Is Iran Looking for Trouble Again?
Some “defense” experts in the White House have decided that it would be a good idea to produce regime change in Iran, for the usual specious reasons. This is the second time that the Americans have decided to sabotage Iran’s government. The first was a classic example of US American regime-change thuggery, one that was “successful” but has left a bitter legacy and unclosed wounds on both sides. In 1954 Iran’s democratically-elected president, Mohammed Mossadegh, came under siege by the usual suspects largely because of his government’s nationalization of British oil interests in his country. The British-engineered international boycott of Iran failed and in 1952 they turned to the Americans for help. Using a predictable “Soviet threat” as a pretext, President Truman encouraged Iran’s ousted monarch, Mohammed Reza Shah Pahlavi, to issue decrees dismissing Mossadegh and replacing him with a general who had been imprisoned by the British during World War II for his collaboration with the Nazis.
It was a simple matter for the American ambassador, Henderson, the CIA, and the American military mission in Iran to cobble together an anti-Mossadegh mob marching in the streets of Tehran, while at the same time a Long-Live-the-Shah demonstration was pouring out of the city’s ancient bazaar. The clash between the two precipitated a nine-hour street battle that caused some 300 dead and many more wounded before Mossadegh’s defenders were finally defeated. Was there any objective reason for the American-sponsored overthrow of Mossadegh? We’re talking about toppling the elected government of a sovereign nation with which the United States was not at war.
The Iranian Dragon’s Egg Hatches
It was 25 years later, in 1979, when a group of Iranian students, who had not forgotten the U.S. role in overthrowing Mossadegh nor its longstanding support of the (then recently ousted) Shah, took 52 American hostages in the American embassy and held them for 444 days. The incident was complicated by a botched rescue attempt, known as Operation Eagle Claw, which resulted in the accidental deaths of eight American servicemen and one Iranian civilian, as well as the destruction of two helicopters. Given these antecedents, it doesn’t take a lot of imagination to understand the resentful and belligerent attitude of the United States today vis a vis Iran, the outcome of which remains to be seen.
And Let Slip the Dogs of War
This appeared in The Washinton Post on May 7, 2018:
Rudolph W. Giuliani, a Republican Party grandee and President Trump’s newly appointed lawyer, made a telling remark over the weekend. At a gathering organized by a group of activists opposed to Iran’s government, the former New York mayor seemed to suggest that the nuclear deal with Iran was doomed and that the Trump administration anticipated yet more havoc in the Middle East.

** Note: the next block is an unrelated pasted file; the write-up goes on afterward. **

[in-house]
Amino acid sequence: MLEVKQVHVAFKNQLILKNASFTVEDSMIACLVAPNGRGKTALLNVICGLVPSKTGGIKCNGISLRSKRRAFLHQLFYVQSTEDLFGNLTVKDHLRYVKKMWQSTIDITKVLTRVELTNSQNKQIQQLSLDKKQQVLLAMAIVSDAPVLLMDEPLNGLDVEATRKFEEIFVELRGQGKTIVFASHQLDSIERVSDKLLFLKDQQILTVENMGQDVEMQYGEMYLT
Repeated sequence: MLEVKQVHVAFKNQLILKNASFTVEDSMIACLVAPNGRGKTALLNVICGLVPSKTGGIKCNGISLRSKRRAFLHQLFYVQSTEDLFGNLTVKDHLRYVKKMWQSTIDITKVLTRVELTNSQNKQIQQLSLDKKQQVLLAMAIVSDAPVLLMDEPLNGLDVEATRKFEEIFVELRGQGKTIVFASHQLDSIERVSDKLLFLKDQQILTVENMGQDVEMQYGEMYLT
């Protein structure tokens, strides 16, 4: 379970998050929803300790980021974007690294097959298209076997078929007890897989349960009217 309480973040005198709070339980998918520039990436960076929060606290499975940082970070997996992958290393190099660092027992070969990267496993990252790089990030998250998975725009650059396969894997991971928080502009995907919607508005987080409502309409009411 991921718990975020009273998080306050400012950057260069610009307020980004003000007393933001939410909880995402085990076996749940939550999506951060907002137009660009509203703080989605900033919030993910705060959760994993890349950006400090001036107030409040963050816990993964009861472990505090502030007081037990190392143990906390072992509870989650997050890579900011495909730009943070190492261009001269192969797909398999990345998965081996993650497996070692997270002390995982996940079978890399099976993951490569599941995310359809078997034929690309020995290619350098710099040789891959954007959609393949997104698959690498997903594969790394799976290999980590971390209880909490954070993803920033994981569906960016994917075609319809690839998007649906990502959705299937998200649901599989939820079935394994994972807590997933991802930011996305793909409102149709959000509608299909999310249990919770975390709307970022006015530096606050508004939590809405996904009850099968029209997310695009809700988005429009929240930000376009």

“We have a president who is tough,” Giuliani said on Saturday. “We have a president who is as committed to regime change as we are.” Confronting Iran, he added, is “more important than an Israeli-Palestinian deal.”
So much for decades of American humanitarian efforts to promote peace in the Middle East.
Giuliani, former United States Associate Attorney General and US Attorney for the Southern District of New York, had been preparing Trump’s personal defense against a flurry of charges regarding alleged Russian meddling in the 2016 American presidential election. That case is currently being investigated by the Department of Justice Office of Special Counsel counsel under Robert Mueller, a former director of the FBI. The scope of the investigation reportedly also includes potential obstruction of justice by Trump and others. The President, it seems, is in hot water. As the conclusion of Mueller’s investigation approaches, and with it Trump’s day of reckoning, the President could do with a major distraction. The textbook solution in cases like this is a war.
Enter National Security Advisor, John Bolton, and Secretary of State, Mike Pompeo, both notorious Washington war hawks. Bolton is a longtime advocate of military action and regime change in North Korea, Syria, Libya, and Iran. His militaristic fervor is ironic considering his artful ducking into the Maryland Army National Guard during the Vietnam war. He was quoted later as saying, “I confess I had no desire to die in a Southeast Asian rice paddy. I considered the war in Vietnam already lost.” Asked to elaborate on these remarks, Bolton explained that he decided to avoid service in Vietnam because “by the time I was about to graduate in 1970, it was clear to me that opponents of the Vietnam War had made it certain we could not prevail, and that I had no great interest in going there to have Teddy Kennedy give it back to the people I might die to take it away from.” A shrewd politician can make a case for anything.
Pompeo Signs On, “Until the Rapture”